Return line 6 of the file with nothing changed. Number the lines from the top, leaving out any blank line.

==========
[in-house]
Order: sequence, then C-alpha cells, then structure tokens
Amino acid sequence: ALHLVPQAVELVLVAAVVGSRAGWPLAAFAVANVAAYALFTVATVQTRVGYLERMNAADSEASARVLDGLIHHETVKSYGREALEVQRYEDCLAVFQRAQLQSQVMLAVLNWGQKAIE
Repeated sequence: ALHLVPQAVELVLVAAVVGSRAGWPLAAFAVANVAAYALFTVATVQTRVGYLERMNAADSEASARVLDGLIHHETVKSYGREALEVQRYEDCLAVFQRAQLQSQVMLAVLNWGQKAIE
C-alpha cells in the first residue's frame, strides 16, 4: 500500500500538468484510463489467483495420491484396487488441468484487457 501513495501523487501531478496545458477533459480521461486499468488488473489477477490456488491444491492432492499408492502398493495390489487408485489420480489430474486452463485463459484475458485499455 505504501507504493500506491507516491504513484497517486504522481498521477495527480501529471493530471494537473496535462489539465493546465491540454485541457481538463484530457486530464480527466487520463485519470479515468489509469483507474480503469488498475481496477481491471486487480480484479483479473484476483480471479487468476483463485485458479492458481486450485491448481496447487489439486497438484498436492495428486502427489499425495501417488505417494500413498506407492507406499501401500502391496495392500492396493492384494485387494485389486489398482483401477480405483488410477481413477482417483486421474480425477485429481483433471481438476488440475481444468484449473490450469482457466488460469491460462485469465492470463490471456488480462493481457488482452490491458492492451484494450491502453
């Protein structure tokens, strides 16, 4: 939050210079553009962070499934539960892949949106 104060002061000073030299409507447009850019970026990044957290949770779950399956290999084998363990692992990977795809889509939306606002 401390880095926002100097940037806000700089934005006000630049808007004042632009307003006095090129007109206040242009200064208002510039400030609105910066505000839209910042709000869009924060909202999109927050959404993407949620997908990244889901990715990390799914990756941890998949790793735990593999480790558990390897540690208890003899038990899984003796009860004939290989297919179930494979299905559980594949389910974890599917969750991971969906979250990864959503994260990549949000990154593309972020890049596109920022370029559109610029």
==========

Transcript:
């Protein structure tokens, strides 16, 4: 939050210079553009962070499934539960892949949106 104060002061000073030299409507447009850019970026990044957290949770779950399956290999084998363990692992990977795809889509939306606002 401390880095926002100097940037806000700089934005006000630049808007004042632009307003006095090129007109206040242009200064208002510039400030609105910066505000839209910042709000869009924060909202999109927050959404993407949620997908990244889901990715990390799914990756941890998949790793735990593999480790558990390897540690208890003899038990899984003796009860004939290989297919179930494979299905559980594949389910974890599917969750991971969906979250990864959503994260990549949000990154593309972020890049596109920022370029559109610029």